facebook icon twitter icon youtube icon

Project Descriptions 2021

Classifying Tissue Samples using Topological Data Analysis – Dr. Ross Sweet

Data science is a discipline that draws on a wide range of mathematical, statistical, and computational techniques, with the goal of applying them broadly in science, technology, industry. One class of techniques, topological data analysis, relies on the mathematical field of topology. In topology, we study geometric features that persist despite deformations to the original shape. Since data science problems can involve noisy or otherwise messy spatial data, topology provides a natural connection to data analysis.

In this project, we will investigate if one topological data analysis tool, persistent homology, can be used to classify microscopy images of tissue samples. In particular, we will determine if persistent homology can be an effective tool for classifying cancer tissues. Students will work in the R programming language to implement a classification algorithm while also learning the underlying theoretical math that drives persistent homology.

Using Data Science to Investigate Speech Therapy – Drs. Mark and Carolyn Brodie

This project will explore the use of data science methods to help people practice and improve their language skills. We will create an app that discovers which areas of speech someone is having difficulties with and creates examples to help them get better. Such an app could be useful for patients recovering their speech after traumatic brain injury, for children (or anyone) trying to learn a language, for detecting early signs of the effect of dementia  (or other conditions) on speech, and many other situations. If such an app was widely deployed, comparing data across different people might provide information about which brain circuits are responsible for common speech mistakes.

The app will present the user with some text to say, record their response, convert the audio to text, and compare that to the original text. If the user didn't say the text correctly, the app will categorize what type of mistake it was. (We will start with some predefined categories, knowing that these categories may need to be made more sophisticated in the future.) By monitoring the user's mistakes over time, the app will diagnose which areas the user should focus on, and will provide examples similar to the ones that the user is often making mistakes on, in order to facilitate greater improvement.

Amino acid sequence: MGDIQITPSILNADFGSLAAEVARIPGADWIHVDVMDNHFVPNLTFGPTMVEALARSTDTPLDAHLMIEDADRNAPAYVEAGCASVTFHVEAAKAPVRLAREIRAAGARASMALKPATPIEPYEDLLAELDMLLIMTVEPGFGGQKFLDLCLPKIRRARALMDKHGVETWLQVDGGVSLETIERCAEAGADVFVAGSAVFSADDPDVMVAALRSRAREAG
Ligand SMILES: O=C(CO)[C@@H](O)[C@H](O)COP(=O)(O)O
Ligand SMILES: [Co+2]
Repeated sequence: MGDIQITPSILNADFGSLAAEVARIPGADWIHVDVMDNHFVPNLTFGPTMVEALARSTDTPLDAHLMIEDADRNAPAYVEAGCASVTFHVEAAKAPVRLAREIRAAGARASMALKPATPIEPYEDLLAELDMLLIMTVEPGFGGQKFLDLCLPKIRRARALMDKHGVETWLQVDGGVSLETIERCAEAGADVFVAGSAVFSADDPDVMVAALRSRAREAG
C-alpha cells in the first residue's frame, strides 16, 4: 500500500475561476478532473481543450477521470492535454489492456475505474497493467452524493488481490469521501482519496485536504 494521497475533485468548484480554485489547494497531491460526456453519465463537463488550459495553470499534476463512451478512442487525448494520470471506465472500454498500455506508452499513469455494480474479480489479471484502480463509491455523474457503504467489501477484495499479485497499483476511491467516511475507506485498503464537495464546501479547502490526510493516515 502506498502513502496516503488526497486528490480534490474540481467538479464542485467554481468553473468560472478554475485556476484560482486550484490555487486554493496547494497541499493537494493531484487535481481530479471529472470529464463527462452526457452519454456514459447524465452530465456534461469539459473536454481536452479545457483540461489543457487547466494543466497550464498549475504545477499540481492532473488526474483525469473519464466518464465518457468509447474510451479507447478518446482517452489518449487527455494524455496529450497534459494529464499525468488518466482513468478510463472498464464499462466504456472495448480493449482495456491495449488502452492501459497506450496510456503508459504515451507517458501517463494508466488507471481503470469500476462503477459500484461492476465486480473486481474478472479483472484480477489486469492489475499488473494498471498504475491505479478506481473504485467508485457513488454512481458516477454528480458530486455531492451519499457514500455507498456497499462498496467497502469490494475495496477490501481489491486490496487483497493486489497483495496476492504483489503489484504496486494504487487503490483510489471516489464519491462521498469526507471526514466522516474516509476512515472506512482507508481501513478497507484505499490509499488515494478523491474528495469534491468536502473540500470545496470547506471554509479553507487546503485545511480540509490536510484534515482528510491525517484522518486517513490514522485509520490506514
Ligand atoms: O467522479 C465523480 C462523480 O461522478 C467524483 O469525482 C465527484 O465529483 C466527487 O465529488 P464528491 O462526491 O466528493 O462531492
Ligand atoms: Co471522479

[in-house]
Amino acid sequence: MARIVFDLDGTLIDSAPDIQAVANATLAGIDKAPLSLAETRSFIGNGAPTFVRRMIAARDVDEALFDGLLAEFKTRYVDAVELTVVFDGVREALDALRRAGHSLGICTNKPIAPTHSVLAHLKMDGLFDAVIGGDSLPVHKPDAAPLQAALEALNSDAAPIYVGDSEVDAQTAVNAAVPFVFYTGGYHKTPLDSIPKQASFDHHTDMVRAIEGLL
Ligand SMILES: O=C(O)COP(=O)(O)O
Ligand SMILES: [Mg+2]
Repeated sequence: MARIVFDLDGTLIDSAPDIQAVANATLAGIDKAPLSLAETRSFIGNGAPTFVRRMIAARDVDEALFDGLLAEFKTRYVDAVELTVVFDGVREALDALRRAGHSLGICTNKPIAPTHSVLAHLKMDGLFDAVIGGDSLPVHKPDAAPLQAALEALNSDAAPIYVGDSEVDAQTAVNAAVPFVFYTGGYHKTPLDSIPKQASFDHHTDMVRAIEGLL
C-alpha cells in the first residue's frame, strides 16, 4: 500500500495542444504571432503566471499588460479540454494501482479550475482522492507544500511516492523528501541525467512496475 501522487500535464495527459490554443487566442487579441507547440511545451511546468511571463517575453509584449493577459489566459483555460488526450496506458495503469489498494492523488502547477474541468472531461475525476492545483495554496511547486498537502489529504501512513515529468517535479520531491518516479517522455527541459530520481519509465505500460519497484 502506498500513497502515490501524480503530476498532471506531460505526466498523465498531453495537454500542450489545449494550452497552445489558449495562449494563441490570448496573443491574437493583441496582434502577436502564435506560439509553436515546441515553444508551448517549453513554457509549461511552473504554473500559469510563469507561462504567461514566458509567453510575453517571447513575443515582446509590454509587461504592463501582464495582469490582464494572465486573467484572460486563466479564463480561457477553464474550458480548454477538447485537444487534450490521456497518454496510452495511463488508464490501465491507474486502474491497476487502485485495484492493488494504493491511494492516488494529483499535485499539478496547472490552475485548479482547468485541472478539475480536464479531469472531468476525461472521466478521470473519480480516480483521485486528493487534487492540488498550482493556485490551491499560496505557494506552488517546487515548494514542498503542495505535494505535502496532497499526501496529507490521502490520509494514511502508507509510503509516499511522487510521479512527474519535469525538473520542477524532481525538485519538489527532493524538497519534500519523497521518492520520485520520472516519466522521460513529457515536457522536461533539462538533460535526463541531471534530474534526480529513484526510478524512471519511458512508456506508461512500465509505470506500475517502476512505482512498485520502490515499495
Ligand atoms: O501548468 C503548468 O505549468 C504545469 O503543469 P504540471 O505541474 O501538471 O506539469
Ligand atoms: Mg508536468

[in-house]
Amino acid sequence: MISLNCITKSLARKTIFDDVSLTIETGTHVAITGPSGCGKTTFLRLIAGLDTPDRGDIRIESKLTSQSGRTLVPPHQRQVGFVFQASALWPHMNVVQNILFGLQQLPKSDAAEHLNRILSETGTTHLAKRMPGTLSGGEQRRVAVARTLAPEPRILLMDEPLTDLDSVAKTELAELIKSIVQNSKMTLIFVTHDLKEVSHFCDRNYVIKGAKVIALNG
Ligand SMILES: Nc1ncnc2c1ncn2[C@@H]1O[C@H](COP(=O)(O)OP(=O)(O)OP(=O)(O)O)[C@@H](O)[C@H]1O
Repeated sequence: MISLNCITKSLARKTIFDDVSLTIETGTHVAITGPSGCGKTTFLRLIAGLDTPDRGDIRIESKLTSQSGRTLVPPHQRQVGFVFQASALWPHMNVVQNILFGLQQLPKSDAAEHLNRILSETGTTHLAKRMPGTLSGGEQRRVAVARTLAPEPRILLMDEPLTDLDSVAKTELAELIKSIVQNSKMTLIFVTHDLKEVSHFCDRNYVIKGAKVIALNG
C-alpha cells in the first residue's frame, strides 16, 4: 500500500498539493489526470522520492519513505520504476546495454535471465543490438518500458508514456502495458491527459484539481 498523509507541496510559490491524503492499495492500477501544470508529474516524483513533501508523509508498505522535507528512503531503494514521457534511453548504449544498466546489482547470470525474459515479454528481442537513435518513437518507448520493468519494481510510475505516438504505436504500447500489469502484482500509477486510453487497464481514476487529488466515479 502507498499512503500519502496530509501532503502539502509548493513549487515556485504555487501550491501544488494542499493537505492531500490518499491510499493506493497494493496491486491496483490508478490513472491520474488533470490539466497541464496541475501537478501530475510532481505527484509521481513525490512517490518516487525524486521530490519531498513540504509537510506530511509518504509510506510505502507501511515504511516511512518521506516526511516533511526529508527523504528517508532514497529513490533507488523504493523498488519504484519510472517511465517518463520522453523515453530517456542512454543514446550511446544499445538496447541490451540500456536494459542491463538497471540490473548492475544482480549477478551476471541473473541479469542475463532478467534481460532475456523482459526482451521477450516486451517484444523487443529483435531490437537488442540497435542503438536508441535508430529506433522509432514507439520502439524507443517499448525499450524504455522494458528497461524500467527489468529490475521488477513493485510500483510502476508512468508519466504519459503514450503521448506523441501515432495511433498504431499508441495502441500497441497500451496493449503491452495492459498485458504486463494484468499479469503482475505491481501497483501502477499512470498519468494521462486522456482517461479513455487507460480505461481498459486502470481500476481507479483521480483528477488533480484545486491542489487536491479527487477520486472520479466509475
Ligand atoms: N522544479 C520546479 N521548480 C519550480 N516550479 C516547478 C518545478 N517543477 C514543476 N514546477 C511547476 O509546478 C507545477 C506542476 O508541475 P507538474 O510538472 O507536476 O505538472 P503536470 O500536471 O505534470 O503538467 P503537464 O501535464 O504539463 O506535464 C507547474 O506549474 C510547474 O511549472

Representation Counts: Latinx Numbers of Iowa – Dr. Molly Tun

This research experience will introduce students to the field of Ethnomathematics – the study of mathematics and culture.  Students will consider the ways that math practices are products of their cultural frameworks and the ways that numbers transform and structure societies.  Together, we will collect, interpret, and display numeric data and statistics of social importance regarding the Latinx experience in Iowa, in relation to national data trends.  Students will receive training of the US Census Bureau database in order to locate and interpret specific data fields from the American Community Survey; this survey released new information this past semester regarding census information regarding identity factors.

In connection with this database, we would identify variables of interest (such as language, education, salary) and work to collect and create visual representations of the target data. This numeric analysis would be a useful resource for public policy makers and those who work on issues of identity, representation, and underserved populations.  Our project will help put students in conversation with prominent community members and advocacy groups.  This research would reflect on numeric discrepancies between different social groups in our communities in the hopes of working towards more equity in higher education and increased representation of minoritized groups in various sectors of society.